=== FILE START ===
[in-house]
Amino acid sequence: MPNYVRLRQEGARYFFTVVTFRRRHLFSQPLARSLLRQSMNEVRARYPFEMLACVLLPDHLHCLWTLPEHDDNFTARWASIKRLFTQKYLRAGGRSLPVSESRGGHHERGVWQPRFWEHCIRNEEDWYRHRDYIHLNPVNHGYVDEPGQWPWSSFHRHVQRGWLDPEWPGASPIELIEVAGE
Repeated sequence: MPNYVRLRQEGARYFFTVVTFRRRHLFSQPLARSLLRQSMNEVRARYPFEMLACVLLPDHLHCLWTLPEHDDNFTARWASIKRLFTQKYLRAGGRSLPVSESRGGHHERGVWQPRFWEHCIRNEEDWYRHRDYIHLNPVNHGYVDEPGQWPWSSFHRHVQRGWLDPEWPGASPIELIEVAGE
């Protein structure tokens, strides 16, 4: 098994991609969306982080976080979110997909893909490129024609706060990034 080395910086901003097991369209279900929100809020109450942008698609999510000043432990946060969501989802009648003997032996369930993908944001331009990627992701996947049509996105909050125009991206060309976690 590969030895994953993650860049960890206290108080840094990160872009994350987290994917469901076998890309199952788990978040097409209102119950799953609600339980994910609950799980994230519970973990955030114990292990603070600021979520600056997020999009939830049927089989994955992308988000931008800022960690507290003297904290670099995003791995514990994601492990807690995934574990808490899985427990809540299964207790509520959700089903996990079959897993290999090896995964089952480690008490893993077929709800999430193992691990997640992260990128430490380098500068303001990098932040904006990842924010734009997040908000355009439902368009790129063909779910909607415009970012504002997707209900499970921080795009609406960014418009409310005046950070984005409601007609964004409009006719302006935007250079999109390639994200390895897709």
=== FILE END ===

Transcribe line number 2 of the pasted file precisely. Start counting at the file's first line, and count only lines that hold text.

Amino acid sequence: MPNYVRLRQEGARYFFTVVTFRRRHLFSQPLARSLLRQSMNEVRARYPFEMLACVLLPDHLHCLWTLPEHDDNFTARWASIKRLFTQKYLRAGGRSLPVSESRGGHHERGVWQPRFWEHCIRNEEDWYRHRDYIHLNPVNHGYVDEPGQWPWSSFHRHVQRGWLDPEWPGASPIELIEVAGE